Sciatica refers to pain along the sciatic nerve, which branches from the lower back through the hips and buttocks and down each leg. Sciatica pain usually affects only one side of your body.
Sciatica is caused due to a bone spur on the spine, herniated disk or when the narrowing of the spine compresses part of the nerve. This causes inflammation, pain and often numbness in the affected leg. Most sciatica cases are resolved with non-operative treatments in a few weeks. People who have severe sciatica that’s associated with significant leg weakness or bowel or bladder changes may be recommended surgery.
Muscle cramp or muscle spasm is an involuntary contraction of a muscle. Muscle spasms occur suddenly, usually resolve quickly, and are often painful. Muscle cramps happen due to muscle fatigue, dehydration and depletion of electrolytes. It also occurs if the muscle has been previously injured or strained, overstretched or if it has been held in the same position for a prolonged period of time. The muscle cell may run out of energy and fluid leading to a forceful contraction. Muscle spasms occur suddenly, are usually short-lived and often painful.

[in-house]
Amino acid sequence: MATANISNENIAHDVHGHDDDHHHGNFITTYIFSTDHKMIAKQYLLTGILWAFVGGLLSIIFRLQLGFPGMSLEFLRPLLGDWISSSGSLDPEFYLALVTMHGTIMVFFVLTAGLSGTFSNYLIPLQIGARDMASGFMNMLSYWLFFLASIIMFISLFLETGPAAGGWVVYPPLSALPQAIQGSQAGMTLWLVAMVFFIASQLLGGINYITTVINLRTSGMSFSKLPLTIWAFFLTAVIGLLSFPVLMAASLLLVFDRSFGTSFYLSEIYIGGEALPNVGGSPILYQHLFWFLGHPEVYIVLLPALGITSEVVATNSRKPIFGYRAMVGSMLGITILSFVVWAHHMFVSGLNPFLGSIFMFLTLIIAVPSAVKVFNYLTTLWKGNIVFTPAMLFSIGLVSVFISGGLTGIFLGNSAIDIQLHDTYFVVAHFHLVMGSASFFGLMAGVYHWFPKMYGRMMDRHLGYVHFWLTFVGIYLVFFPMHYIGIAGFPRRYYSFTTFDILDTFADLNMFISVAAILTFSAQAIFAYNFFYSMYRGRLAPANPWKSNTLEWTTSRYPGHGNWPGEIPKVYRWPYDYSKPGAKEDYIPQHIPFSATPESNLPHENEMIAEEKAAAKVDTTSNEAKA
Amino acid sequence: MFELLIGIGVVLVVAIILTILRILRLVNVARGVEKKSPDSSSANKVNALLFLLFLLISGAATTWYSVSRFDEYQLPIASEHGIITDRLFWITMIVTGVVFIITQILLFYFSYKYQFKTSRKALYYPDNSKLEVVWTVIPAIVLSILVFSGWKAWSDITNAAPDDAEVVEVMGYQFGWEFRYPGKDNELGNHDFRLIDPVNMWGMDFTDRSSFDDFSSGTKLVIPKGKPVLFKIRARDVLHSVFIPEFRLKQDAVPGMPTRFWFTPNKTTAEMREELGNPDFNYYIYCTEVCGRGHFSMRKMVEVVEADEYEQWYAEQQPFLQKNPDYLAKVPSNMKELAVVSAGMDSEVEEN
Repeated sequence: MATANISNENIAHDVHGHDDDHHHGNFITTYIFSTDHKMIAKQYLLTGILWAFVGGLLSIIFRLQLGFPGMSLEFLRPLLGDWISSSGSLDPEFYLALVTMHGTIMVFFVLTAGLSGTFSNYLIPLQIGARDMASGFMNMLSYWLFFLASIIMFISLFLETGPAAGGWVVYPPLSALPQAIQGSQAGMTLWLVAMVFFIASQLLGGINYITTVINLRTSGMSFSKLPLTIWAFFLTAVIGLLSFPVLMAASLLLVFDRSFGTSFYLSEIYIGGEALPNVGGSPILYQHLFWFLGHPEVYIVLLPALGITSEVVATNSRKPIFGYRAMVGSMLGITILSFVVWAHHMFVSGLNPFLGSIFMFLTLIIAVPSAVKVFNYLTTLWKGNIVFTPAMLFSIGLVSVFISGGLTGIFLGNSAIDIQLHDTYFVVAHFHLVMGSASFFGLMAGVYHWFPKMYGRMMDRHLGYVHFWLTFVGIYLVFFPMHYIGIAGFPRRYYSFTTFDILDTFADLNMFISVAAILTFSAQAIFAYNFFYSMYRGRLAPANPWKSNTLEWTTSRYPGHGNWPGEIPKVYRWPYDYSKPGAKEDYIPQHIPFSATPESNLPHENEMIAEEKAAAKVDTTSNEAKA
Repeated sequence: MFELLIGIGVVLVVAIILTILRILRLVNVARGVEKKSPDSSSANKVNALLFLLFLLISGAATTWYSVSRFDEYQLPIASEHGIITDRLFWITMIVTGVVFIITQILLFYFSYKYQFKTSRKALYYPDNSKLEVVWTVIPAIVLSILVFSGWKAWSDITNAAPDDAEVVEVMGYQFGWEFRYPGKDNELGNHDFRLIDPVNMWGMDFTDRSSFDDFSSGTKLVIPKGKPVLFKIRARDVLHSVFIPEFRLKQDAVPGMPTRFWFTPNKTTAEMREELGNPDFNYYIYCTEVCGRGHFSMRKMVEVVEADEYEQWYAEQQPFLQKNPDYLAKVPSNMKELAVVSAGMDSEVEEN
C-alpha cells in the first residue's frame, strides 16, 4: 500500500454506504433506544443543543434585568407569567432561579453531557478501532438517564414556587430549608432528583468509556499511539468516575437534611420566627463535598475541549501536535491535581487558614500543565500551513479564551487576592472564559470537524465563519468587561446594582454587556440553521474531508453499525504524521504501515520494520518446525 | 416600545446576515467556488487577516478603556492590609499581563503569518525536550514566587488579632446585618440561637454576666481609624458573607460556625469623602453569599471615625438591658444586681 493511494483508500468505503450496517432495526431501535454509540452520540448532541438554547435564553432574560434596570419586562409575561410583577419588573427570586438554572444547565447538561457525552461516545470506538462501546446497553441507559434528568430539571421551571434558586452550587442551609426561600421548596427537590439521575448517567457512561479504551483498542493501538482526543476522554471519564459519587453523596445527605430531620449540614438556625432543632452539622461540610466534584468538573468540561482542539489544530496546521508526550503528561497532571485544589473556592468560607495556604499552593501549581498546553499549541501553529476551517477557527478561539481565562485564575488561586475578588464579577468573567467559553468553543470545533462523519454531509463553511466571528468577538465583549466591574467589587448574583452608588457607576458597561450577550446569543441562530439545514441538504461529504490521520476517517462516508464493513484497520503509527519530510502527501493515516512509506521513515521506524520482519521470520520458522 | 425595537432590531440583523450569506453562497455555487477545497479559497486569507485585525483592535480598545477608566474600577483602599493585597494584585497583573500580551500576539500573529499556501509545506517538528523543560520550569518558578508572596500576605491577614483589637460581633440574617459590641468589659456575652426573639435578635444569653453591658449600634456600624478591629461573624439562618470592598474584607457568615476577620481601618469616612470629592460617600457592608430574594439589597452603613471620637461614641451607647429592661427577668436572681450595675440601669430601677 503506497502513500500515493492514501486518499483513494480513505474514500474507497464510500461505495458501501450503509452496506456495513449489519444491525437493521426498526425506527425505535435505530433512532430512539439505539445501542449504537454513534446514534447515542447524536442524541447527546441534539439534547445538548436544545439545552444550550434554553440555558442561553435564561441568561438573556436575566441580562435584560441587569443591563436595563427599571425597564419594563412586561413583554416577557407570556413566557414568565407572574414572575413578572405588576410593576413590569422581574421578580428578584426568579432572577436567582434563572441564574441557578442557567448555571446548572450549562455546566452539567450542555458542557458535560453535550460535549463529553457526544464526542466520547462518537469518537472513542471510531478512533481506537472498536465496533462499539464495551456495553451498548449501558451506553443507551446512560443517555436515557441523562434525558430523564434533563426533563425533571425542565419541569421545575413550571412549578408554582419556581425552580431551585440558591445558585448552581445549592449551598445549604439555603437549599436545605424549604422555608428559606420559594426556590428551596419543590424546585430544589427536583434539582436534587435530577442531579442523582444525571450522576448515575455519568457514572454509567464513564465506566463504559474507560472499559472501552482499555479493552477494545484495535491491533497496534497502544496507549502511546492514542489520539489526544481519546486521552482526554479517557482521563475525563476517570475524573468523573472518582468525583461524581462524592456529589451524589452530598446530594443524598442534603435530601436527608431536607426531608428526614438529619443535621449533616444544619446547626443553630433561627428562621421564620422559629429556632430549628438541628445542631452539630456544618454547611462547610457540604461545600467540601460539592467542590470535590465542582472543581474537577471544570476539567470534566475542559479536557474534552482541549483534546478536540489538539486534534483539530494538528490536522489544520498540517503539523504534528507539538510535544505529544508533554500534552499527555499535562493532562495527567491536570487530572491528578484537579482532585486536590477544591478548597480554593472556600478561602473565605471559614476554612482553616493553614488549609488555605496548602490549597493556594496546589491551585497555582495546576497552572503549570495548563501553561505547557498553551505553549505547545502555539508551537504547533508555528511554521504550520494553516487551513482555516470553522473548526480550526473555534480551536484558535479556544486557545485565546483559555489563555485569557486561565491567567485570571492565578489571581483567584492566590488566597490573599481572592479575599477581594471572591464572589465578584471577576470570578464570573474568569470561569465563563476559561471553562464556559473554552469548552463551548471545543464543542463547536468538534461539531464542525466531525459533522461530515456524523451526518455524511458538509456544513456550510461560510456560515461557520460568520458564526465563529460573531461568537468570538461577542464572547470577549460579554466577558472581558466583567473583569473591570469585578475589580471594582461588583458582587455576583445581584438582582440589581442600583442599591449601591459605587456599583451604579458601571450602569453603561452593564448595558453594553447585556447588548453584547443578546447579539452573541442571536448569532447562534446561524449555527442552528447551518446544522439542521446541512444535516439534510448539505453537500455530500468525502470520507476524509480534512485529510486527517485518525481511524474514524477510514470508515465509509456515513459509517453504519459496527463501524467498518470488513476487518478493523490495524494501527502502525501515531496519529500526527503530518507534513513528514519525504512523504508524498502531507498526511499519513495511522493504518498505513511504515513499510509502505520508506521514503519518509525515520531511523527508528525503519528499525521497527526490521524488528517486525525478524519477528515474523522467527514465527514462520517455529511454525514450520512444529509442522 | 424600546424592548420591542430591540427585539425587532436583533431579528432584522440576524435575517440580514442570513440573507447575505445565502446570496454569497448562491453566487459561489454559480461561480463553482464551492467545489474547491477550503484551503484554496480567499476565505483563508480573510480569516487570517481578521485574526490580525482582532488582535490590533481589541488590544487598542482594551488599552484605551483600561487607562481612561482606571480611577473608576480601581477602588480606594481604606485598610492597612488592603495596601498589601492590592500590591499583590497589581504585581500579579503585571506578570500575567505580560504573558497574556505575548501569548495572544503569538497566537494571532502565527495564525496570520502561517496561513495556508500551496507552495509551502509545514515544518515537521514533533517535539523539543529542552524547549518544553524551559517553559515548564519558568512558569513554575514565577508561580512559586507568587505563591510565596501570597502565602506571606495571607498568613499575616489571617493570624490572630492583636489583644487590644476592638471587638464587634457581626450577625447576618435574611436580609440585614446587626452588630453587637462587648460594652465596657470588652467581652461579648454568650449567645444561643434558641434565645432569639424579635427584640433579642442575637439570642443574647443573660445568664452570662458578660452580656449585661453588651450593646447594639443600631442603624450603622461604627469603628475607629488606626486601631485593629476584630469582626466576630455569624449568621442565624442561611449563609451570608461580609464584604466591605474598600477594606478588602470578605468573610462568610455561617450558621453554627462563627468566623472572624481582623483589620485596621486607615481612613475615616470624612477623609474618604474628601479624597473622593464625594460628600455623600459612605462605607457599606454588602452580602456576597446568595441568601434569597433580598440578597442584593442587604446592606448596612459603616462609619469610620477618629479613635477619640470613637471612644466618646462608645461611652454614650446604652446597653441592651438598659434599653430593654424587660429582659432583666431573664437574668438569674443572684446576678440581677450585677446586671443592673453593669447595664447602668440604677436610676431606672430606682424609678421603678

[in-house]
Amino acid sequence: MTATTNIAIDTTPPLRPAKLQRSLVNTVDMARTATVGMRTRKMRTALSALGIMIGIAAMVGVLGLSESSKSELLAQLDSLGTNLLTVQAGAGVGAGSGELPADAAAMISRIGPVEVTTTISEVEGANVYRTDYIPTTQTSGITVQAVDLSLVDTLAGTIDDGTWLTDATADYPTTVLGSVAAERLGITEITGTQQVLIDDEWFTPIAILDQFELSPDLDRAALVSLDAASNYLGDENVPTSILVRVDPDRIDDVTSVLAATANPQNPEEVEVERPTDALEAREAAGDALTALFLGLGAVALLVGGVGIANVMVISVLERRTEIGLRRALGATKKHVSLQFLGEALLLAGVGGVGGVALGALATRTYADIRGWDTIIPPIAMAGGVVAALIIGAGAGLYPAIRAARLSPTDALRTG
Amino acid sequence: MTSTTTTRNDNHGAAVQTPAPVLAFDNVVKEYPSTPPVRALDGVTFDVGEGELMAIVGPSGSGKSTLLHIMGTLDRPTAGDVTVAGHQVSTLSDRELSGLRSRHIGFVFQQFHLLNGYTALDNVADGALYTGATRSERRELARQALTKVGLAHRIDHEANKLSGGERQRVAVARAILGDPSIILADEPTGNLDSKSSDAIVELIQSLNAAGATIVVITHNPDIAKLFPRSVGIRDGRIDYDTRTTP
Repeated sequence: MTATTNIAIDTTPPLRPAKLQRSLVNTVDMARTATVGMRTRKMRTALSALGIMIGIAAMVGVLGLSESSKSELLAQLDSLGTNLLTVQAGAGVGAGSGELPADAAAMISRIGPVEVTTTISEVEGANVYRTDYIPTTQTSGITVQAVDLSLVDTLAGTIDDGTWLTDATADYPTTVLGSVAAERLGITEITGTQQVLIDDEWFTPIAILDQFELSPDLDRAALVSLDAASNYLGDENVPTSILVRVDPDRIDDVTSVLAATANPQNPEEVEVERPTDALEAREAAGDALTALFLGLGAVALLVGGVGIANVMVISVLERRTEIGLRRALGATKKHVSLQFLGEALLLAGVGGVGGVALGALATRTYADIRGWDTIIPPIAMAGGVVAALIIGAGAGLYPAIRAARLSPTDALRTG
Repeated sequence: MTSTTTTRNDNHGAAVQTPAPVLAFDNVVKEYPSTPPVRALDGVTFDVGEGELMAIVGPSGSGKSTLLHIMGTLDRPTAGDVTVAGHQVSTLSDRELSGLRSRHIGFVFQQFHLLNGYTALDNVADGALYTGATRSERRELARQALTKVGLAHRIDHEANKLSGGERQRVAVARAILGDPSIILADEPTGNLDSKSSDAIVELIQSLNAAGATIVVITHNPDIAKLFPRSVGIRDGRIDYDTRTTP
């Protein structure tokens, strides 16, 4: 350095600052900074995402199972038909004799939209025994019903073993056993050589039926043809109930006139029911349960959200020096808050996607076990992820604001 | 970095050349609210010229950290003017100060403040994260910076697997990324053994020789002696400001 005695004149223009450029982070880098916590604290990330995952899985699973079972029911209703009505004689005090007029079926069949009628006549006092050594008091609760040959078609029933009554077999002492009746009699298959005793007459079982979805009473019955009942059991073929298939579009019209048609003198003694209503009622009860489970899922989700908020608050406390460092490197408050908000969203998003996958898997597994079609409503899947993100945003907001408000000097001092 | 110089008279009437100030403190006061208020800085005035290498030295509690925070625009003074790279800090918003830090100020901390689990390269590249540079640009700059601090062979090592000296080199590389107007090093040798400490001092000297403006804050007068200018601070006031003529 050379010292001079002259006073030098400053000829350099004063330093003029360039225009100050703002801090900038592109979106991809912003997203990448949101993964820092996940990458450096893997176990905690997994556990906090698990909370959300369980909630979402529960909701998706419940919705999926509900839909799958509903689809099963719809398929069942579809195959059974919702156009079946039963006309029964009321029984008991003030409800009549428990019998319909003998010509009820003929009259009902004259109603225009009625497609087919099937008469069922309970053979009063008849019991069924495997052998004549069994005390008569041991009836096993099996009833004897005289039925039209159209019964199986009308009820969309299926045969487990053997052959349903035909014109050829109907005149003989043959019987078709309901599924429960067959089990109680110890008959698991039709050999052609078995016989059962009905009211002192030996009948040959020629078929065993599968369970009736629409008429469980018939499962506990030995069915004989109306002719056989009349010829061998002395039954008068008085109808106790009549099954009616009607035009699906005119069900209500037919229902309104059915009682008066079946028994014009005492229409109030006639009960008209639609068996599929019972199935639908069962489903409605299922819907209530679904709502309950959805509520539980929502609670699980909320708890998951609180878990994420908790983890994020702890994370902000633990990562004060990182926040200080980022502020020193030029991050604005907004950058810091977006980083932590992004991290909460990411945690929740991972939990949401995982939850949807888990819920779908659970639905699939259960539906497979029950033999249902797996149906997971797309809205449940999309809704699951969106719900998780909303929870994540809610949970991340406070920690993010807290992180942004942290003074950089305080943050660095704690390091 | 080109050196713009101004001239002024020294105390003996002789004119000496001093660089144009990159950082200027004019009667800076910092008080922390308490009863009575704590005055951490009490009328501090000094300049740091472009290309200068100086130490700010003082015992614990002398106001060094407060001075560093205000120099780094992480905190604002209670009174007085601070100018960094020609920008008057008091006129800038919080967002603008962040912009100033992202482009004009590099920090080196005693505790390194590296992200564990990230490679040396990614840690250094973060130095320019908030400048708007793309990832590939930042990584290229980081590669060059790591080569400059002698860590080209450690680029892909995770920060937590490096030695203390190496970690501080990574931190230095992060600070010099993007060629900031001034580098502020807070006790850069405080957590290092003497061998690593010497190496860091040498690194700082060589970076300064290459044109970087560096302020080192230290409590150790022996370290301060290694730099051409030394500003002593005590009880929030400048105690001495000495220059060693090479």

The initial treatment is to gently stretch the muscle and resolve the acute situation. For treating muscles that have been damaged or strained, medications may be required for pain relief like anti-inflammatories, narcotics and muscle relaxants.
As directed by your Physician
As directed by your Physician
Chest pain & HTN; headache, migraine & hypokinesia; acne, hyperesthesia, photosensitivity reaction, vesiculobullous rash, dry skin, skin carcinoma, application site reaction, contact dermatitis, edema, exfoliation, paresthesia, pruritus, rash & skin ulcer; increased creatinine phosphokinase, AST, ALT & creatinine; hypercholesteremia, hyperglycemia; abdominal pain, diarrhea & dyspepsia; arthralgia, arthrosis, back pain & myalgia; sinusitis, asthma, pneumonia, dyspnea, pharyngitis & rhinitis; allergic reaction, asthenia, neck & eye pain, flu syndrome, infection & conjunctivitis.